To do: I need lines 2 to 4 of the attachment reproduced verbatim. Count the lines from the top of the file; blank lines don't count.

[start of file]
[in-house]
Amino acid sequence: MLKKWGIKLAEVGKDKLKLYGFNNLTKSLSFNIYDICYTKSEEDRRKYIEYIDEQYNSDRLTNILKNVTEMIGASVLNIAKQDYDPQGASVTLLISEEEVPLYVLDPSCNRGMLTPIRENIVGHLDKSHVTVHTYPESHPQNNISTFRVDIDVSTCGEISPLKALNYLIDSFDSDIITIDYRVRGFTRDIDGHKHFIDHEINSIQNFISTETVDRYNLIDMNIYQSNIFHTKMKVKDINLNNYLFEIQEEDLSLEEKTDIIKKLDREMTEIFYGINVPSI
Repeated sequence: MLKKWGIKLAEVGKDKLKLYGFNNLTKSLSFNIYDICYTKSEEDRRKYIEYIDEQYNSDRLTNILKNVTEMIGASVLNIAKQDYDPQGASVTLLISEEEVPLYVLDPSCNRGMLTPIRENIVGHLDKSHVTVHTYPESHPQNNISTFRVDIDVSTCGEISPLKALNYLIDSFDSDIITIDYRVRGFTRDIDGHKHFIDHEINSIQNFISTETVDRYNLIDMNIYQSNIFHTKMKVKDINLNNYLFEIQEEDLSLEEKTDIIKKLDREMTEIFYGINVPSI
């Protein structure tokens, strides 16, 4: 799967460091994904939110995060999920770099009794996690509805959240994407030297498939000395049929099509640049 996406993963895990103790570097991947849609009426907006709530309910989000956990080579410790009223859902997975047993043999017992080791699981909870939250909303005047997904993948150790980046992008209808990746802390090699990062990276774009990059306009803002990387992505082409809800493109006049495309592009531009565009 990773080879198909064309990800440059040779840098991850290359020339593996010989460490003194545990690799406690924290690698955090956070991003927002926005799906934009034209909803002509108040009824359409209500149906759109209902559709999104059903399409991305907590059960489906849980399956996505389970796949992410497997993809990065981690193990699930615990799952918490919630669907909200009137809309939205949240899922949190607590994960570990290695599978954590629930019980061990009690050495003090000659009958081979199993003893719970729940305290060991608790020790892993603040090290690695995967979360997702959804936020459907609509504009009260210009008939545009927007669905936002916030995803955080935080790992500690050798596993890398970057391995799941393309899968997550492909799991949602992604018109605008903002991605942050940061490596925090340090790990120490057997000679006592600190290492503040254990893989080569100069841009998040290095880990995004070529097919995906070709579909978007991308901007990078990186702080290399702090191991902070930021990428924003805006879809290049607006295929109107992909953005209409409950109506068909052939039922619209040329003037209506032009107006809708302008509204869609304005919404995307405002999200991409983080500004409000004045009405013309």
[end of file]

Amino acid sequence: MLKKWGIKLAEVGKDKLKLYGFNNLTKSLSFNIYDICYTKSEEDRRKYIEYIDEQYNSDRLTNILKNVTEMIGASVLNIAKQDYDPQGASVTLLISEEEVPLYVLDPSCNRGMLTPIRENIVGHLDKSHVTVHTYPESHPQNNISTFRVDIDVSTCGEISPLKALNYLIDSFDSDIITIDYRVRGFTRDIDGHKHFIDHEINSIQNFISTETVDRYNLIDMNIYQSNIFHTKMKVKDINLNNYLFEIQEEDLSLEEKTDIIKKLDREMTEIFYGINVPSI
Repeated sequence: MLKKWGIKLAEVGKDKLKLYGFNNLTKSLSFNIYDICYTKSEEDRRKYIEYIDEQYNSDRLTNILKNVTEMIGASVLNIAKQDYDPQGASVTLLISEEEVPLYVLDPSCNRGMLTPIRENIVGHLDKSHVTVHTYPESHPQNNISTFRVDIDVSTCGEISPLKALNYLIDSFDSDIITIDYRVRGFTRDIDGHKHFIDHEINSIQNFISTETVDRYNLIDMNIYQSNIFHTKMKVKDINLNNYLFEIQEEDLSLEEKTDIIKKLDREMTEIFYGINVPSI
């Protein structure tokens, strides 16, 4: 799967460091994904939110995060999920770099009794996690509805959240994407030297498939000395049929099509640049 996406993963895990103790570097991947849609009426907006709530309910989000956990080579410790009223859902997975047993043999017992080791699981909870939250909303005047997904993948150790980046992008209808990746802390090699990062990276774009990059306009803002990387992505082409809800493109006049495309592009531009565009 990773080879198909064309990800440059040779840098991850290359020339593996010989460490003194545990690799406690924290690698955090956070991003927002926005799906934009034209909803002509108040009824359409209500149906759109209902559709999104059903399409991305907590059960489906849980399956996505389970796949992410497997993809990065981690193990699930615990799952918490919630669907909200009137809309939205949240899922949190607590994960570990290695599978954590629930019980061990009690050495003090000659009958081979199993003893719970729940305290060991608790020790892993603040090290690695995967979360997702959804936020459907609509504009009260210009008939545009927007669905936002916030995803955080935080790992500690050798596993890398970057391995799941393309899968997550492909799991949602992604018109605008903002991605942050940061490596925090340090790990120490057997000679006592600190290492503040254990893989080569100069841009998040290095880990995004070529097919995906070709579909978007991308901007990078990186702080290399702090191991902070930021990428924003805006879809290049607006295929109107992909953005209409409950109506068909052939039922619209040329003037209506032009107006809708302008509204869609304005919404995307405002999200991409983080500004409000004045009405013309």